Trend Micro said:The recent rise of mobile computing has further signaled the need for users to have a good reliable mobile browsers, such as Opera Mini, installed into their smartphones or any mobile device. We believe that it is for this reason that cybercriminals are currently using Opera Mobile as a disguise for mobile malware.
We encountered a website that seems to have been designed to be viewed on a mobile device. The site, which is in Russian, appears to look like the Opera site. It immediately informs visitors that they need to upgrade their version of Opera Mini. Below are screenshots of OperaMini.jar when installed in a mobile phone.
Below is a screenshot of the said site:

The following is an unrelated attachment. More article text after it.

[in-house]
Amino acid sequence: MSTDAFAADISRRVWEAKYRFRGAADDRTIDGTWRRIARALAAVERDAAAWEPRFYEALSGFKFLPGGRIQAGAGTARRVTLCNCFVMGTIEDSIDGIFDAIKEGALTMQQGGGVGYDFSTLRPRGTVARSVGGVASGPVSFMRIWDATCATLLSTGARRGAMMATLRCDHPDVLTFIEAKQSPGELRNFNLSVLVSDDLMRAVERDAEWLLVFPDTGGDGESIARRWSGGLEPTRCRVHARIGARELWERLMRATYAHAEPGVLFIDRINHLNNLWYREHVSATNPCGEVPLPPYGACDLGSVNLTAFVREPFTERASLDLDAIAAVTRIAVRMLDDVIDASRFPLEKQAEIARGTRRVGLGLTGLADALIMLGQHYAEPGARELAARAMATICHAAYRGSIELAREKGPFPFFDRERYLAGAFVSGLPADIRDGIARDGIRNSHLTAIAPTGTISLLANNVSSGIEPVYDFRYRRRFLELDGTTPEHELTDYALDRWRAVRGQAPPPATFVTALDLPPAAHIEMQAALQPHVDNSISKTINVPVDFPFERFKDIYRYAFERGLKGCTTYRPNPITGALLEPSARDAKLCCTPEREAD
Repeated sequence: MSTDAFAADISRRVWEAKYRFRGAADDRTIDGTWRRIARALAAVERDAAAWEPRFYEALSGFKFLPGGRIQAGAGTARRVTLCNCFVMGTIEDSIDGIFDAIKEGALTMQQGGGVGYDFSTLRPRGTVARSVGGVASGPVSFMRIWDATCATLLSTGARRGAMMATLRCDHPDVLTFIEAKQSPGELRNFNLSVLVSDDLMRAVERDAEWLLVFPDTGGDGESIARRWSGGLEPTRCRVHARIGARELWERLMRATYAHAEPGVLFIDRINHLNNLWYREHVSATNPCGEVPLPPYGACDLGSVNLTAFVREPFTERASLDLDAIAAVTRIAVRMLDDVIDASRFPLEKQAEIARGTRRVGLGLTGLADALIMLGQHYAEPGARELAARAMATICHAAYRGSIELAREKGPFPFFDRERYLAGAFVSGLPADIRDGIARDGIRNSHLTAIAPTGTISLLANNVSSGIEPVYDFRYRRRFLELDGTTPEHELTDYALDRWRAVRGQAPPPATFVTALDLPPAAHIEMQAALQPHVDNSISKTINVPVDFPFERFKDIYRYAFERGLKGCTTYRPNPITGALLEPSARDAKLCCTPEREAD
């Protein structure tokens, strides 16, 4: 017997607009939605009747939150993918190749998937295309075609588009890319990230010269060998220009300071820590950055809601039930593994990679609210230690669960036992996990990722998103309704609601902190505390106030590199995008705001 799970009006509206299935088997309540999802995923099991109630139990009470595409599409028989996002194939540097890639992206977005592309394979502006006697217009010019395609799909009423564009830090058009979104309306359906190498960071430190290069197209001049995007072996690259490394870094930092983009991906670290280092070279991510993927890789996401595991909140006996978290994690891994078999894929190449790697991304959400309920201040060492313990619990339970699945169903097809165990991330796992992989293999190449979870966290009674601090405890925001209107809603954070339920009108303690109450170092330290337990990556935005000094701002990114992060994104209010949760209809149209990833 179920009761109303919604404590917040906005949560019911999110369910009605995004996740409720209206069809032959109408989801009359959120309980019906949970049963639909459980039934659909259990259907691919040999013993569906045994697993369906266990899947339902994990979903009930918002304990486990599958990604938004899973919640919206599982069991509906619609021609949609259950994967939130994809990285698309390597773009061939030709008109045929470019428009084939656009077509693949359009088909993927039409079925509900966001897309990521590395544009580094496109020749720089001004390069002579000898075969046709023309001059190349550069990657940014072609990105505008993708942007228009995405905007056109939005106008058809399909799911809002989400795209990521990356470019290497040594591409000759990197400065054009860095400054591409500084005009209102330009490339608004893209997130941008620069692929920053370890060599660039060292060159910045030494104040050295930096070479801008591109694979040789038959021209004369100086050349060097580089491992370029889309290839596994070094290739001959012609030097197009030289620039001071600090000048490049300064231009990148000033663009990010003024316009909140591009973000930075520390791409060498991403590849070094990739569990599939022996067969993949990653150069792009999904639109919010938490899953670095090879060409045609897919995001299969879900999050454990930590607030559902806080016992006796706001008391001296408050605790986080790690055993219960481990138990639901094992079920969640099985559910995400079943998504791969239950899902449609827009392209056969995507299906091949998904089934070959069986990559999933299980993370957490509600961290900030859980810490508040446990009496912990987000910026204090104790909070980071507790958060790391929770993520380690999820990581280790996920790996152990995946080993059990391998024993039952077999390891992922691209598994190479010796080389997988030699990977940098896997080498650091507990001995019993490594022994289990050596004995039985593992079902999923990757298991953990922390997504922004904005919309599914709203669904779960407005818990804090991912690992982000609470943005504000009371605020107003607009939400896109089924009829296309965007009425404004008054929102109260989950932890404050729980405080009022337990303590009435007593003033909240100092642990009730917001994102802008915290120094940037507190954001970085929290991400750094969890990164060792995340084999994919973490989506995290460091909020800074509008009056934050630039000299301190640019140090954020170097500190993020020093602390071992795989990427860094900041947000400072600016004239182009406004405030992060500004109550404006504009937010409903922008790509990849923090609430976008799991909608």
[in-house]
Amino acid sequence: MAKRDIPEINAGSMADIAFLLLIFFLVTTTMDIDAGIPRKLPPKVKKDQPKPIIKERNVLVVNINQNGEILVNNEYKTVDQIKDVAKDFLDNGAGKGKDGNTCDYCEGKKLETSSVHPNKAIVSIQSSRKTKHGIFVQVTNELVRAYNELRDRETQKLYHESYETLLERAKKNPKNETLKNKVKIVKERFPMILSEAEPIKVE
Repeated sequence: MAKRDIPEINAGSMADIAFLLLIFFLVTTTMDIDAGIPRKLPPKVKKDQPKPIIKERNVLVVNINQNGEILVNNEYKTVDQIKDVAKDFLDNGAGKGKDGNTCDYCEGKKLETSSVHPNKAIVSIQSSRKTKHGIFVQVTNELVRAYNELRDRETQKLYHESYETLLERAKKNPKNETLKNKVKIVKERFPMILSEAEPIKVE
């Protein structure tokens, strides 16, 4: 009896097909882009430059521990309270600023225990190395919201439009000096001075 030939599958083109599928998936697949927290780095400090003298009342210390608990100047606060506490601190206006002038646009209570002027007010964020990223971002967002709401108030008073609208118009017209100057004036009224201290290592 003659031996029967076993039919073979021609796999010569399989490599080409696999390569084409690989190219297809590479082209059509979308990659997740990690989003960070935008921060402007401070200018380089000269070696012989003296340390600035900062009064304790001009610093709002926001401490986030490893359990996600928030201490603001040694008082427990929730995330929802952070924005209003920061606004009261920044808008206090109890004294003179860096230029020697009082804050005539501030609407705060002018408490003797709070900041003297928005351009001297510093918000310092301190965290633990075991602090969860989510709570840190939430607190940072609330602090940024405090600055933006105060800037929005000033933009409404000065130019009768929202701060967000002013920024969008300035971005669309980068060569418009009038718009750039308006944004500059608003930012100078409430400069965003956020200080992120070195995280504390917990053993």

All of the links in website lead to the download of the malicious file OperaMini.jar, which is now detected as J2ME_FAKEBROWS.A.
When executed into the device, it checks if the mobile phone uses certain service centers and then proceeds to sending text messages to premium numbers. It affects the mobile devices that support MIDlets — a Java program for embedded devices, specifically the Java 2 Micro Edition (J2ME).
Update as of October 3, 2011, 4:45 AM PST
We were able to find another mobile malware that arrives as a fake Opera Mini installer. This malware however targets Android users. Detected as ANDROIDOS_FAKEBROWS.A, this malware is a premium service abuser — it sends messages to a premium numbers, leaving affected users with unwanted charges.
As advised above, users are advised to install Opera Mini into their devices by directly accessing the Opera site, to avoid being victimized by such attacks.